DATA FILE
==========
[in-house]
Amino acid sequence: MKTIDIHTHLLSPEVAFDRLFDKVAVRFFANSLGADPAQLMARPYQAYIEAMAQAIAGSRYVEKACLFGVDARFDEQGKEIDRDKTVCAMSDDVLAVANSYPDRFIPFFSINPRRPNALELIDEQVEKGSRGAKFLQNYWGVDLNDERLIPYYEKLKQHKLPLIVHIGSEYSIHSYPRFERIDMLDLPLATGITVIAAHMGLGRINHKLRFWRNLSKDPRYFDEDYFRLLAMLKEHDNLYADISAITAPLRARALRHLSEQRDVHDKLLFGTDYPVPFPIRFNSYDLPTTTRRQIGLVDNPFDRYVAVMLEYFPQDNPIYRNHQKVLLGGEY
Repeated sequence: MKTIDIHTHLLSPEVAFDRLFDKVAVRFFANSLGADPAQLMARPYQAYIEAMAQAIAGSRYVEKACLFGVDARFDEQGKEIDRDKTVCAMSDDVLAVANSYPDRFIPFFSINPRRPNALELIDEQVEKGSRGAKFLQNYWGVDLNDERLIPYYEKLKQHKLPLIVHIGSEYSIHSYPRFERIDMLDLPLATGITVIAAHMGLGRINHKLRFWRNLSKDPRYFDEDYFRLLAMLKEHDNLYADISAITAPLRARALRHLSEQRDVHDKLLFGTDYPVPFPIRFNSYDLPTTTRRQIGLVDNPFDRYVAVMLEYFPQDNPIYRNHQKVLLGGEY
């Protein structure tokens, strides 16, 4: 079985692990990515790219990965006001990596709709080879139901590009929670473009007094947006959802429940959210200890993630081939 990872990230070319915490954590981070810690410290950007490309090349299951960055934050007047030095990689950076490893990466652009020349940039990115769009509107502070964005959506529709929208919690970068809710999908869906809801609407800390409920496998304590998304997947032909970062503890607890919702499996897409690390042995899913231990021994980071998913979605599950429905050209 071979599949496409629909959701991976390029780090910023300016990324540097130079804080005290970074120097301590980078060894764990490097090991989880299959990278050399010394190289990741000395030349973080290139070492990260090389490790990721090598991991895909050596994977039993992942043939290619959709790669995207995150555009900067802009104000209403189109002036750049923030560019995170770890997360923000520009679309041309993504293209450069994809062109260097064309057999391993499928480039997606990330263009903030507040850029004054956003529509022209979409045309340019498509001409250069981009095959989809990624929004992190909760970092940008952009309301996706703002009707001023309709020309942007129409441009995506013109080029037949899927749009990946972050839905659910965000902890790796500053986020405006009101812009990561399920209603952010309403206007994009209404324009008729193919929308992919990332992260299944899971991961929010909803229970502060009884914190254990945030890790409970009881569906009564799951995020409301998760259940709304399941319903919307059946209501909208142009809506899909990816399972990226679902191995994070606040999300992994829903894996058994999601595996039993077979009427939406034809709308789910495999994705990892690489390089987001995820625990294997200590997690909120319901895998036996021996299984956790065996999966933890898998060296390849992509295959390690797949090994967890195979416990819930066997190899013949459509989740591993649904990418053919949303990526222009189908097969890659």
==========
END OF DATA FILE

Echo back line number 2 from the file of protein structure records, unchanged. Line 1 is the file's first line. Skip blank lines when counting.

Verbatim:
Amino acid sequence: MKTIDIHTHLLSPEVAFDRLFDKVAVRFFANSLGADPAQLMARPYQAYIEAMAQAIAGSRYVEKACLFGVDARFDEQGKEIDRDKTVCAMSDDVLAVANSYPDRFIPFFSINPRRPNALELIDEQVEKGSRGAKFLQNYWGVDLNDERLIPYYEKLKQHKLPLIVHIGSEYSIHSYPRFERIDMLDLPLATGITVIAAHMGLGRINHKLRFWRNLSKDPRYFDEDYFRLLAMLKEHDNLYADISAITAPLRARALRHLSEQRDVHDKLLFGTDYPVPFPIRFNSYDLPTTTRRQIGLVDNPFDRYVAVMLEYFPQDNPIYRNHQKVLLGGEY